Category Archives: Judaism

Paul’s times, our times

Papa Benedict XVI, in his first Wednesday audience dedicated to St Paul (back in 2008), observes the task of re-imagining the world of Paul’s formation and mission is perhaps not so arduous as we might at first suppose, because “unter … Continue reading

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Elect Israel

Let’s assume that the exegetical pay-off of Rom. 9-11 is that all biological descendents of Abraham are irrevocably elect (this is disputed, of course, but it increasingly seems to be the majority reading). This has an interesting theological pay-off that … Continue reading

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Jews, Greeks, and Church of God

Paul’s Jewishness notwithstanding, it’s clear that at least by the time of 1 Corinthians, he had come to think of the Church as conceptually distinct from the Jews and from the pagans: ἀπρόσκοποι καὶ Ἰουδαίοις γίνεσθε καὶ Ελλησιν καὶ τῇ ἐκκλησίᾳ τοῦ θεοῦ” (10:32) Christians are, overwhelmingly, Gentile followers of … Continue reading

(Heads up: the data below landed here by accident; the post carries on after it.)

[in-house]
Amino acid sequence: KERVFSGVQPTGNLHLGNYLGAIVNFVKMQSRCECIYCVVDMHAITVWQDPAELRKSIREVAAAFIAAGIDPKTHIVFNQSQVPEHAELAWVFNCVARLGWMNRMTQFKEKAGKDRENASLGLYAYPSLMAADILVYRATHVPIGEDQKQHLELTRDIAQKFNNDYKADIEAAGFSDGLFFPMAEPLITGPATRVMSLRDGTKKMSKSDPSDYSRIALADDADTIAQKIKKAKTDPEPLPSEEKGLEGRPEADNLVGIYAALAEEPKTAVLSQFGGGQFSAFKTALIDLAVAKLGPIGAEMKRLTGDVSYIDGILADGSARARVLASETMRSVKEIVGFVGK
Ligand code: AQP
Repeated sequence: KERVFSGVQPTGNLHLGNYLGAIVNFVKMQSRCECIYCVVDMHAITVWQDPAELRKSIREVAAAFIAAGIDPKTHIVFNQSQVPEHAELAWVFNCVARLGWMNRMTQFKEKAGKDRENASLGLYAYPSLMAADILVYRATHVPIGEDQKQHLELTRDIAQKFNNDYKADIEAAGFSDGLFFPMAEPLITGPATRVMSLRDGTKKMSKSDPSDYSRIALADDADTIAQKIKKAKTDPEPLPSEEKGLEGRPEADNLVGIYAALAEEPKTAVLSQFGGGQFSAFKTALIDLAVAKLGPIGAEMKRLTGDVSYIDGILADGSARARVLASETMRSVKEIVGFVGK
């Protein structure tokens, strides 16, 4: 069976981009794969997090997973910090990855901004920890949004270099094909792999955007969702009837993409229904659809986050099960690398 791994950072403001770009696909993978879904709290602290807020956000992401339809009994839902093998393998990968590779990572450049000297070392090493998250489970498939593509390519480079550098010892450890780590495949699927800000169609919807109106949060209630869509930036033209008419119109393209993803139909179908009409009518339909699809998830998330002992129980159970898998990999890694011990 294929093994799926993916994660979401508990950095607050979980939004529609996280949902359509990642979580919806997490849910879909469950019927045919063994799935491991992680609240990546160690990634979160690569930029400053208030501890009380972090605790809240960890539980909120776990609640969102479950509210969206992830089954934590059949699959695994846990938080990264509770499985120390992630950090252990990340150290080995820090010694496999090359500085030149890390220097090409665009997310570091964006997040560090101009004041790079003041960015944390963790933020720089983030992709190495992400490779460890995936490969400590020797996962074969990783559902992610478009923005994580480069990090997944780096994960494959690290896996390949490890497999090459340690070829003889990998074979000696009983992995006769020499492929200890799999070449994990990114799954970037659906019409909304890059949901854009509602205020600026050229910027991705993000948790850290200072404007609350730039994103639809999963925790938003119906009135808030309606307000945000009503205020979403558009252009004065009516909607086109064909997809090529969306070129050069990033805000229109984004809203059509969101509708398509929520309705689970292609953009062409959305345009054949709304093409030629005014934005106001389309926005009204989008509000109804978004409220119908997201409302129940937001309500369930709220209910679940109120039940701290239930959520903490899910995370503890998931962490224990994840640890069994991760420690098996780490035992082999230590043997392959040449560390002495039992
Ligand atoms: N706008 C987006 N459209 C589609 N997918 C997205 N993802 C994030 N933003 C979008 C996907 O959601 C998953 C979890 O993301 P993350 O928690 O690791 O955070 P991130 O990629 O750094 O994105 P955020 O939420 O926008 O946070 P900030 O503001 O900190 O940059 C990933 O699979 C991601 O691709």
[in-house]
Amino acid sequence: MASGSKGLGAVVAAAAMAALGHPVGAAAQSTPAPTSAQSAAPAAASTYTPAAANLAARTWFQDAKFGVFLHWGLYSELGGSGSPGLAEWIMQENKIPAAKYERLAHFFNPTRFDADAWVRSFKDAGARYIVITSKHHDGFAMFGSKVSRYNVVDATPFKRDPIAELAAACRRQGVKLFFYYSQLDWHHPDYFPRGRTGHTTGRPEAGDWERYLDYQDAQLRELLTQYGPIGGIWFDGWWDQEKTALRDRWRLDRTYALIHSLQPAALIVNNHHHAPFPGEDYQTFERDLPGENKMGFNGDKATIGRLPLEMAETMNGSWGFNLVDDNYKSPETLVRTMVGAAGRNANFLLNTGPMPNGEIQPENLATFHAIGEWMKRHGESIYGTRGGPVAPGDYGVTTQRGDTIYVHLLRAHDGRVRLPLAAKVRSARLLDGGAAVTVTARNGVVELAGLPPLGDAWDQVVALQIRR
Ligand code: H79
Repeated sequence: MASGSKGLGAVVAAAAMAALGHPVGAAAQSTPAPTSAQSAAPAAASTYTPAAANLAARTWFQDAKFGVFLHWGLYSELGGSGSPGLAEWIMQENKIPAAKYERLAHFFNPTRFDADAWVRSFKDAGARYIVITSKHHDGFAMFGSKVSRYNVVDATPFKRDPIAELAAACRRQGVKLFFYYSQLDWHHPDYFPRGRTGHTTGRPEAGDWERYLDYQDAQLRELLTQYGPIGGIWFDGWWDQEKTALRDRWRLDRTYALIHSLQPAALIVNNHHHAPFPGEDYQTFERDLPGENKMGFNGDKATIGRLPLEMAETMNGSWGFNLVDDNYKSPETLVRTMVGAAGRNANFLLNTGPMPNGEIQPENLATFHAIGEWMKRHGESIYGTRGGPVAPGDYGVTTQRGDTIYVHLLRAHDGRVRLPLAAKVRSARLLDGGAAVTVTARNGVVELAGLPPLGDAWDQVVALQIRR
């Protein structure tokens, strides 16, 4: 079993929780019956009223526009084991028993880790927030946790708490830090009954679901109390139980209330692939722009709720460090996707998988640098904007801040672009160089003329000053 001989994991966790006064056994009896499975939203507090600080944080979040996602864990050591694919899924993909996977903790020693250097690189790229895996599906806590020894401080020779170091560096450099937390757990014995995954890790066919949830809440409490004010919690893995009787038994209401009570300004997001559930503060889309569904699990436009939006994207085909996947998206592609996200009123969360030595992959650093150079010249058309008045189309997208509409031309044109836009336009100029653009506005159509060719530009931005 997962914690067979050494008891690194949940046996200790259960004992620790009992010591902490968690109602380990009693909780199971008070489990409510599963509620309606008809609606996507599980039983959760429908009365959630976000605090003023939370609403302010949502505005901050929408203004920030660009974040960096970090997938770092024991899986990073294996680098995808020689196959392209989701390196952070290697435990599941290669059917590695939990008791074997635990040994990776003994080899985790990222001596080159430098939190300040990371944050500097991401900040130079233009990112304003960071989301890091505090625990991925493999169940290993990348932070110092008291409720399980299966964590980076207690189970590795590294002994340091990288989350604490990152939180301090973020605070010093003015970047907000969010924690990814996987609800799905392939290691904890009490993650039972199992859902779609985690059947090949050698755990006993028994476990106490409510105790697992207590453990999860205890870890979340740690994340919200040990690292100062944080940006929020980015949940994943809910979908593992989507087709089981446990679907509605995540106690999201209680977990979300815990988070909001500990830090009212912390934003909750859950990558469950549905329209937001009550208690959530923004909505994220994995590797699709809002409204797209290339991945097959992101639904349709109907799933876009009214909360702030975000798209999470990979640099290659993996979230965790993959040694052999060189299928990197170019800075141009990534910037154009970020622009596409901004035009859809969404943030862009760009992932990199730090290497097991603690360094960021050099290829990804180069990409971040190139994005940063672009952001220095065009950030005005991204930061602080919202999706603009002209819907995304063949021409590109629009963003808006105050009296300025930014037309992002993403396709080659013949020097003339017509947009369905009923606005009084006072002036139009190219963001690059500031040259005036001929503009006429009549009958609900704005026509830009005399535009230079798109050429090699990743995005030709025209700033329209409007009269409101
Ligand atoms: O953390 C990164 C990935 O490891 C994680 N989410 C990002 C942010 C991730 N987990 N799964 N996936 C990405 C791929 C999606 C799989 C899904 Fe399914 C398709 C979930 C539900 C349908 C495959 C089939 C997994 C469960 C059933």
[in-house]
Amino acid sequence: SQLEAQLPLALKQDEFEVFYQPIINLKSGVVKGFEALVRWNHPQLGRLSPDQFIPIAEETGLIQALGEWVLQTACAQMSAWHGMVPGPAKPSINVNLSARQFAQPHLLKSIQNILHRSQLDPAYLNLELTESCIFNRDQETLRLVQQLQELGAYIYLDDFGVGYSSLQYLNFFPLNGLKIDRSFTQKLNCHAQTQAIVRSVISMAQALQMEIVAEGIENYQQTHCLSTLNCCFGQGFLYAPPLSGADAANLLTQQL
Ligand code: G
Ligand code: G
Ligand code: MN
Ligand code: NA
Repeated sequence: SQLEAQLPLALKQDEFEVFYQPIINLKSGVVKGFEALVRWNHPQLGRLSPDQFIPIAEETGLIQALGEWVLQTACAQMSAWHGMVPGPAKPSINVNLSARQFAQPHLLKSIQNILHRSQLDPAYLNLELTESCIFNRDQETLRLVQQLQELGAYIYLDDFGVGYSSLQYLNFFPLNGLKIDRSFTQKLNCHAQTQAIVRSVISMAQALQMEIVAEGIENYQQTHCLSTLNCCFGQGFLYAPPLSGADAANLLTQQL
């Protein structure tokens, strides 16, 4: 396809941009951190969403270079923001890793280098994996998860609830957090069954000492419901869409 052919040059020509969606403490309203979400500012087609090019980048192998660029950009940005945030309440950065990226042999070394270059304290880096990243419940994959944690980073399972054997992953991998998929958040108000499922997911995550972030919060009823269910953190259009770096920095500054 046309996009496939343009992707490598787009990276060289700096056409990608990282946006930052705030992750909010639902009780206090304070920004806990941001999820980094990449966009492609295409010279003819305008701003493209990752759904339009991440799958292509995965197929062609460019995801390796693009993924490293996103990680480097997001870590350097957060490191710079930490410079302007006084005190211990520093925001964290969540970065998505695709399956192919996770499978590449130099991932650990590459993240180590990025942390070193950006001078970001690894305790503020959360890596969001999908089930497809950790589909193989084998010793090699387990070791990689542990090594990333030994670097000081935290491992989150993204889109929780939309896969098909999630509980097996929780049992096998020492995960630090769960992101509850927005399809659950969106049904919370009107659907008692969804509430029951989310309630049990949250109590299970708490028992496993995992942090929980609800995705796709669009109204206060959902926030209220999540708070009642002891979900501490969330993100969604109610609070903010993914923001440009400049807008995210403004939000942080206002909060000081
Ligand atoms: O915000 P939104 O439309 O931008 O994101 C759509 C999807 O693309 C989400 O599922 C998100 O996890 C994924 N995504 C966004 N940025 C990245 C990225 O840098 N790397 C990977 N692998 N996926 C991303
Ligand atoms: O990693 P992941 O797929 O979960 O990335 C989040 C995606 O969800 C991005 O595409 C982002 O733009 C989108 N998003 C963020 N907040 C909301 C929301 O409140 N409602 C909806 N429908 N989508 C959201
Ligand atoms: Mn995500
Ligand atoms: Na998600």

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Naming God

“The Christian trinitarian doctrine of God is no longer considered [by Jews] a violation of biblical monotheism. The God whom Jesus worshped and proclaimed was, of course, the one God of Israel, and the trinitarian doctrine of the church does … Continue reading

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On being Israel

“That there should be any difficulty in understanding Judaism’s claim to be Israel may, of course, seem preposterous to Jews. But for Christian theology it is not merely a diffiuclty but a torment. Christian faith is the conviction that the … Continue reading

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